VA-3 (Purple) – GOP Incumbent, Safe GOP

Home to Minority Leader Tommy Norment, this district clearly had to protected in a sense, and definitely needed to include his home in James City County. Most of the county is still in this district so hopefully he doesn’t live right next to Williamsburg. By stealing Williamsburg and the rest of Newport News for VA-1, the district had to move north. At the same time, by way of water contiguity I was able to include the incredibly red city of Poqouson in the district as well, helping out VA-1 as well.

Before – Dem avg.: 44.6%, Obama: 46.4%

After – Dem avg.: 36.5%, Obama: 35.6%, Race: 81.9% W, 10% B, 3% H, 2.4% A

VA-28 (White) – GOP Incumbent, Safe GOP

You can see on other maps on here that VA-28 stretches up around Fredericksburg into Stafford and Spotsylvania Counties. However, most of the district covers the rest of the Northern Neck area. While not unbelievably red, it would take a conservative Democrat to have a chance here.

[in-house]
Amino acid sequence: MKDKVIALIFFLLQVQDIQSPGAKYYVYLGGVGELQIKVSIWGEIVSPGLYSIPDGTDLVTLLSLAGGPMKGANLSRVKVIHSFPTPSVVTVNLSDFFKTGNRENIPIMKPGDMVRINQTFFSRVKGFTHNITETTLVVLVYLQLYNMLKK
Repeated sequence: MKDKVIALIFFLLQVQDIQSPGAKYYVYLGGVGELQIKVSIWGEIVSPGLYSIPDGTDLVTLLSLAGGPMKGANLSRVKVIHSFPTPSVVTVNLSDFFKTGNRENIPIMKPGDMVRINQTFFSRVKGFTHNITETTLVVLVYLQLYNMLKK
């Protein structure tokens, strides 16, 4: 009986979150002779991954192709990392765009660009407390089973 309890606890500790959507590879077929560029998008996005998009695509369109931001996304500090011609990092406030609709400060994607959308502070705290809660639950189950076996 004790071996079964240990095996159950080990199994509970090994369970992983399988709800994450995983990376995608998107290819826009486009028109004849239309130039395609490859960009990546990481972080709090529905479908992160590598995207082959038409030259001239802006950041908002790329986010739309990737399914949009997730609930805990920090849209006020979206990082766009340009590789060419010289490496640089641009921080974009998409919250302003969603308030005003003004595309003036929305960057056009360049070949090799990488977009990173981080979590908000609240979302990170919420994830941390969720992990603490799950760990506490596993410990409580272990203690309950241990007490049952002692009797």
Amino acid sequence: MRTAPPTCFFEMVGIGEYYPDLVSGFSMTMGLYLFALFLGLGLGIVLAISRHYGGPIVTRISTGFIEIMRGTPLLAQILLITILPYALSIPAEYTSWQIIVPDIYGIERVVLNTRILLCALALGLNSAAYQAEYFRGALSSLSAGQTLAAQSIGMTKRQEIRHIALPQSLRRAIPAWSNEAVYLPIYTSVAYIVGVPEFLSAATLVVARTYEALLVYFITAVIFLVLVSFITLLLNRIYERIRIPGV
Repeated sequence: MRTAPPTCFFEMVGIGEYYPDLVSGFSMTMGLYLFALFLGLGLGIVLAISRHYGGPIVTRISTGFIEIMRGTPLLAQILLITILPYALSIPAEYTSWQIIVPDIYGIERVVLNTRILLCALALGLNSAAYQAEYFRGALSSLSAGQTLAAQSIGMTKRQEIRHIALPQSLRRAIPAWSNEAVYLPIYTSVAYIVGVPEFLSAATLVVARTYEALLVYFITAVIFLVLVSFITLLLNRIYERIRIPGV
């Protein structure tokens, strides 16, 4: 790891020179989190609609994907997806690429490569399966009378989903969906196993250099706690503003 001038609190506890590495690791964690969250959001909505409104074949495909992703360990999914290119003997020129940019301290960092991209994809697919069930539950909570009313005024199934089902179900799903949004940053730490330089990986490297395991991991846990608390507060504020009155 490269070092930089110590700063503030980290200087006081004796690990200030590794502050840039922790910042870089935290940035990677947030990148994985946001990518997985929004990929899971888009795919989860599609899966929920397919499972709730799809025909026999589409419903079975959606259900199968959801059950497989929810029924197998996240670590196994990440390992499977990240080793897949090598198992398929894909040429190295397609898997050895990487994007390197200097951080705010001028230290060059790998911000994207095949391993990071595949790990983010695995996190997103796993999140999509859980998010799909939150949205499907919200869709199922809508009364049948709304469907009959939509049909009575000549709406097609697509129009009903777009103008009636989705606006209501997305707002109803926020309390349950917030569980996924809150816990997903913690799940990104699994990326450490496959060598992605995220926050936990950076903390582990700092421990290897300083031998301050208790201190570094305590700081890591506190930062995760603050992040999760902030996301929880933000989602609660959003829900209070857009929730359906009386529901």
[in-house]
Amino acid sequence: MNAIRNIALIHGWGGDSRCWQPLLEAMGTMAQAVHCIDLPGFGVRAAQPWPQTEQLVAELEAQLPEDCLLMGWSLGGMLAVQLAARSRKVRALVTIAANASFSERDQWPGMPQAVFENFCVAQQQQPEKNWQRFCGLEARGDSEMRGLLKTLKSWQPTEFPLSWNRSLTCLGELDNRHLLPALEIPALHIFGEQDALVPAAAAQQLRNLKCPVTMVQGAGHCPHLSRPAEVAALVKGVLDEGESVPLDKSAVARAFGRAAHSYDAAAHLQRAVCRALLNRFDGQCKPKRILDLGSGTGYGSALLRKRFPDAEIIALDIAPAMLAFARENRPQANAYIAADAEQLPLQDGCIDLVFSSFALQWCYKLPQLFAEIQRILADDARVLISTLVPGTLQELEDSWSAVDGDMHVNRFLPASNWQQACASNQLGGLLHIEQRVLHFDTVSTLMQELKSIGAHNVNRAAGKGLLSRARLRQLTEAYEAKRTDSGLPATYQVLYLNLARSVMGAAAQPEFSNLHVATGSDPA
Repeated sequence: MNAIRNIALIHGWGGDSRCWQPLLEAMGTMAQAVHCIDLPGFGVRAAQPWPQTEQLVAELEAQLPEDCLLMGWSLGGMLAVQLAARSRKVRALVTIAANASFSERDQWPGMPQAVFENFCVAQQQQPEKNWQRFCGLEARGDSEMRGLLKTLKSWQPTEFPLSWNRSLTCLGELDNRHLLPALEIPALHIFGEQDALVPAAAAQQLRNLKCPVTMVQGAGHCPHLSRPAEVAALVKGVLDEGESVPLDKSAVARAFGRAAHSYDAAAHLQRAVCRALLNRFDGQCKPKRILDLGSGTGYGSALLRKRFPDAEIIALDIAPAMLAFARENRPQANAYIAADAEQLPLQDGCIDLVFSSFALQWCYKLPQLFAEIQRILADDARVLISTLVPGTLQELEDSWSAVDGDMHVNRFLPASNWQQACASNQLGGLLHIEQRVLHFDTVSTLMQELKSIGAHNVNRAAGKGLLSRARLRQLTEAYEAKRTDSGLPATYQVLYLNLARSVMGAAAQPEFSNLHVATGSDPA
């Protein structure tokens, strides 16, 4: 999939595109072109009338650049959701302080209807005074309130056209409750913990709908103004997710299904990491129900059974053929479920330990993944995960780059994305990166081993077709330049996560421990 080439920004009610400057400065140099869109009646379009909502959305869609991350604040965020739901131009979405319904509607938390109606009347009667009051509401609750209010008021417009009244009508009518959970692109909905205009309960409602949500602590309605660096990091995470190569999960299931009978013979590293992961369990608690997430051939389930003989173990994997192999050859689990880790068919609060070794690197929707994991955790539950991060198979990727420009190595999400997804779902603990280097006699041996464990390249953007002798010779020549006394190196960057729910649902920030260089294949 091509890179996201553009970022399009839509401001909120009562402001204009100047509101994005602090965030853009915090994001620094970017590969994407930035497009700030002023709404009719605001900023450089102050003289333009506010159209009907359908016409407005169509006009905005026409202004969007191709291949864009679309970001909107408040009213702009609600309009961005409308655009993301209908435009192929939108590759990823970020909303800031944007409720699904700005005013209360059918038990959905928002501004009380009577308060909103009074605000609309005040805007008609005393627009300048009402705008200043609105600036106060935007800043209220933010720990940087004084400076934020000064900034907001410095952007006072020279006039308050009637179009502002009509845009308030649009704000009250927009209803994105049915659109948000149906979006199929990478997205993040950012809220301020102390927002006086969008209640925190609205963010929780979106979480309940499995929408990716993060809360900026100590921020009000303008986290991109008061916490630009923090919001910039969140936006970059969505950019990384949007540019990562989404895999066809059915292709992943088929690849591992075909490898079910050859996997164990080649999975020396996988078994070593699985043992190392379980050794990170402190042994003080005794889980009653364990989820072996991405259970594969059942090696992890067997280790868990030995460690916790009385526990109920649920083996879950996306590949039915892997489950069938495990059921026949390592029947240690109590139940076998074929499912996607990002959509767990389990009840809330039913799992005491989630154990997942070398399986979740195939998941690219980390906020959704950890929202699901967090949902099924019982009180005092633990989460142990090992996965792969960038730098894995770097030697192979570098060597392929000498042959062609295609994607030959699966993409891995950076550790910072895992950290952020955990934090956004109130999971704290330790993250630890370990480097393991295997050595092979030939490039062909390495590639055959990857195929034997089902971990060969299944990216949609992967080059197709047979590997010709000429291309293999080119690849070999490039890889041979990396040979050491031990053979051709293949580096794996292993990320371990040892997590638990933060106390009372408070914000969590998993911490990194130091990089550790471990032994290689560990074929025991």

Before – Dem avg.: 43.2%, Obama: 46.1%

After – Dem avg.: 42.3%, Obama: 44.3%, Race: 71.2% W, 21.2% B, 4% H, 1.2% A

The rest of the area above Southside and moving towards NoVA needs to be covered – districts 24, 25, 26, 27, 4, and 13-so here’s a picture:


VA-24 (Purple) – GOP Incumbent, Safe GOP

Bland, conservative district where part of my family is from, represented by Emmett Hanger. He’s a staunch conservative but willing enough to talk to the other side that he faced a major primary challenge in 2007, holding on in a close one.

Before – Dem avg.: 36.4%, Obama: 37.7%

After – Dem avg.: 33.6%, Obama: 35.1%, Race: 89.9% W, 4.7% B, 3.3% H

VA-25 (Pink) – DEM Incumbent, Likely DEM